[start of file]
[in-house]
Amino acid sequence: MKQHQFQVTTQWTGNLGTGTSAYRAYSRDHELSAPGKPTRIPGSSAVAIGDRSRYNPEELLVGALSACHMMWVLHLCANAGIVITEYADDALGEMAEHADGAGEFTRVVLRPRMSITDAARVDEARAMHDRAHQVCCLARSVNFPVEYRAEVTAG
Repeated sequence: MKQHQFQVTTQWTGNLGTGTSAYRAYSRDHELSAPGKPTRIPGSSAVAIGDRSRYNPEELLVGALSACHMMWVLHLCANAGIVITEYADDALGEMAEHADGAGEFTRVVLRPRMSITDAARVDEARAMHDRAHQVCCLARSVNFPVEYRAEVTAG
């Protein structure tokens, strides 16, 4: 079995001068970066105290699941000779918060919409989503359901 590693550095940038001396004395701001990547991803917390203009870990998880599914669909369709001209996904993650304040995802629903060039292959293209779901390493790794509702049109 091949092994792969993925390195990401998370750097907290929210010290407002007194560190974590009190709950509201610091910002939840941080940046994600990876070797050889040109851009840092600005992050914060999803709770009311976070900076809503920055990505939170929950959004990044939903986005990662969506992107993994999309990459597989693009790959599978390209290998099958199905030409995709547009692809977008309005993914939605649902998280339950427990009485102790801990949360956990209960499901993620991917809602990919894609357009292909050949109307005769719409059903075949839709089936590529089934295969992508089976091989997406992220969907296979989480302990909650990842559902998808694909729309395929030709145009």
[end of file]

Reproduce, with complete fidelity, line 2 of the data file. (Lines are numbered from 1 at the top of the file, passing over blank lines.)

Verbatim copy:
Amino acid sequence: MKQHQFQVTTQWTGNLGTGTSAYRAYSRDHELSAPGKPTRIPGSSAVAIGDRSRYNPEELLVGALSACHMMWVLHLCANAGIVITEYADDALGEMAEHADGAGEFTRVVLRPRMSITDAARVDEARAMHDRAHQVCCLARSVNFPVEYRAEVTAG